Hypatia 15.1 (2000) 189-192
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Rethinking Feminist Ethics *
Rethinking Feminist Ethics. By Daryl Koehn. New York: Routledge, 1998.
Rethinking Feminist Ethics by Daryl Koehn is a thought-provoking entry into the field of feminist ethics. Koehn summarizes caring, empathy, and trust ethics, critiques them, and then offers one of her own--dialogical ethics. Caring, empathy, and trust ethics are each given a chapter. Koehn draws from several works (by Carol Gilligan, Nel Noddings, and Rita Manning, most notably) for her discussion of caring ethics. The ethic of empathy relies on Diana Meyer's work, and the chapter on trust is based on Annette Baier's and Trudy Govier's work. The summaries are, for the most part, fair and accurate, although the one on trust is a bit short.
Koehn's presentation of dialogical ethics is interesting. She takes Socrates' and Crito's conversation in the Crito to be exemplary of her position. What makes this dialogue such a paradigm? First, both Socrates and Crito are interested in finding good reasons for their positions. Koehn believes she can derive four principles from the discussion: (P1) some reasons are better than others; (P2) no one acts unjustly; (P3) they must agree to abide by the laws or have a legitimate means to escape the discussion; and (P4) each participant in the discussion must decide whether the first three principles apply in her individual case. The virtue of these four principles resides in their "critical dialogical value," according to Koehn. While traditional normative ethical theories have foundational principles where further inquiry is stopped, Koehn's principles encourage one to continually challenge whatever principles are generated, even Koehn's four. The major advantage to dialogical ethics is that it is more action-guiding than caring, empathy, and trust ethics. It demands that all parties affected by a proposed action engage in a conversation in which the action with the best justification will be adopted as long as that action does no harm. Koehn's presentation of her ethic is clear and interesting. Her bibliography is excellent in the area of feminist ethics, less so (but still good) in the more general areas of ethics. [End Page 189]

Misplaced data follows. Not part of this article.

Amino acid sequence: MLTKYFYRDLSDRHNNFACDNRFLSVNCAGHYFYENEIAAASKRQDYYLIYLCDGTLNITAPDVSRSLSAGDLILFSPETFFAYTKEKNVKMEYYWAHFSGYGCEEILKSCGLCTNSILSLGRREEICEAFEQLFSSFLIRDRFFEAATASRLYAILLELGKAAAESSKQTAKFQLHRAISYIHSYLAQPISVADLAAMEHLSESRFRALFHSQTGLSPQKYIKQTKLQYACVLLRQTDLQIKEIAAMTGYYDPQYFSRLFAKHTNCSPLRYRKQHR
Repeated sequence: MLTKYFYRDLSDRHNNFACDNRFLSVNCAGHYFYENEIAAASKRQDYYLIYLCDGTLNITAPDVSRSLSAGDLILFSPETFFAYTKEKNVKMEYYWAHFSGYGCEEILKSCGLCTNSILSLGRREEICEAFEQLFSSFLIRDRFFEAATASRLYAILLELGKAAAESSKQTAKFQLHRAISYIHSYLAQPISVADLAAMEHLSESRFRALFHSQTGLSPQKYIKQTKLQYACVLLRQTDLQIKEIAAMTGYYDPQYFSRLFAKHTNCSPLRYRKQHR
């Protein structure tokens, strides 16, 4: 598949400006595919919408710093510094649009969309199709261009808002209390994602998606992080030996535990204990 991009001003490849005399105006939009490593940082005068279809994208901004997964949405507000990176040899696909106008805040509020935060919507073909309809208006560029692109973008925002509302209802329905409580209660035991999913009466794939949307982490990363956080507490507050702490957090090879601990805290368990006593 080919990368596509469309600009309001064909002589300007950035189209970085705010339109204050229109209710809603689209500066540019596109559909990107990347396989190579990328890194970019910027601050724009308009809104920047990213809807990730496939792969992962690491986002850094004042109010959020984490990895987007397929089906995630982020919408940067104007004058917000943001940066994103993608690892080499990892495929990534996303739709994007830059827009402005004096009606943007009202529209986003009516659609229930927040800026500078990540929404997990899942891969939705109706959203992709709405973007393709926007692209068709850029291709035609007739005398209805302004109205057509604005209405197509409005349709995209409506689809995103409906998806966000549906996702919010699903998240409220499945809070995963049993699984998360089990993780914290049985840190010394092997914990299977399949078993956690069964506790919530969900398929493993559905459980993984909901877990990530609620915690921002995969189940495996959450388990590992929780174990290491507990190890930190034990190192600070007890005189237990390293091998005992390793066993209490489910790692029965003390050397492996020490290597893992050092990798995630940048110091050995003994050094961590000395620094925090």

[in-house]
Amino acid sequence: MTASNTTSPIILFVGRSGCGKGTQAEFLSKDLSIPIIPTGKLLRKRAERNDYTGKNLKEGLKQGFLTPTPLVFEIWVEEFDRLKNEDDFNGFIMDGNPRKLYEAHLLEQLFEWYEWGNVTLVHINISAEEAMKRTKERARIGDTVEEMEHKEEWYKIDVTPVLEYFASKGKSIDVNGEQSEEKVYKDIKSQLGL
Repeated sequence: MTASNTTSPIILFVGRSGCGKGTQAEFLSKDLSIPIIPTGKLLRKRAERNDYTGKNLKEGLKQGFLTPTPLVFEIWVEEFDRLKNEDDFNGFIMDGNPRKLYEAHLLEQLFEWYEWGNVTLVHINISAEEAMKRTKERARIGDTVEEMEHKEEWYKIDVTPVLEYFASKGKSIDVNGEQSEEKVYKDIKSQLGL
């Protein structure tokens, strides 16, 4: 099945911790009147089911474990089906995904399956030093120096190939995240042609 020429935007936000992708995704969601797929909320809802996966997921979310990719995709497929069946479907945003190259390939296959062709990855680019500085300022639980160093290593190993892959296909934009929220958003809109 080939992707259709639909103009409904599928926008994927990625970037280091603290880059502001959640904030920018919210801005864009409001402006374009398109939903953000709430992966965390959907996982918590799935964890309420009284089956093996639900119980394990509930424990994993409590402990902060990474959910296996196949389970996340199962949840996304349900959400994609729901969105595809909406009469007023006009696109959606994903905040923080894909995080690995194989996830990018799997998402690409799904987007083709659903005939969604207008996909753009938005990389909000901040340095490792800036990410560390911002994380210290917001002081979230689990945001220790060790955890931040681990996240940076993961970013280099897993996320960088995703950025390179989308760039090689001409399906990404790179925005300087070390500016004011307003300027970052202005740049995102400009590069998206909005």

Summaries are by definition reductions of the original pieces and necessarily lose subtleties and nuance. While I think the summaries of the three ethics are quite good, they aren't all-inclusive, as we find out in Koehn's critiques of each. Many of Koehn's concerns are legitimate and have been advanced by others, which Koehn readily acknowledges. What I think she fails to do is recognize that the ethic under attack can often respond to her concerns. For example, she criticizes caring ethics for not having rules, so it is not sufficiently action-guiding. But Noddings carefully separates inviolable, foundational "rules" from the more flexible "guidelines." Noddings's point is that neither rules nor guidelines should become more important than the actual people the rules are meant to help. Koehn presents two cases intended to show caring ethics' weaknesses. In both cases, I think caring ethicists could handle the problems.
Time and again, Koehn overstates her criticisms, probably in an attempt to distance her ethic from the other three; yet in the end she sees her ethic as a complement and not an alternative to feminist ethics. There are many places where Noddings, Meyers, or Baier could respond to Koehn's criticisms, but Koehn never considers possible responses to her criticisms--a curious omission for one who advocates dialogue.
Another concern: Why doesn't Koehn address any of the work in discourse ethics in relation to her dialogical ethics? Discourse ethics is not considered "feminist," but Koehn does cite Seyla Benhabib, whose book, Situating the Self, explicitly deals with Jürgen Habermas's discourse theory. Benhabib is a feminist, and her book is an attempt to revamp discourse ethics into a more feminist-friendly theory. Some recognition of the similarity between dialogical and discourse ethics could have been made.
Koehn takes some time to present reasons for privileging reasoning. "All female...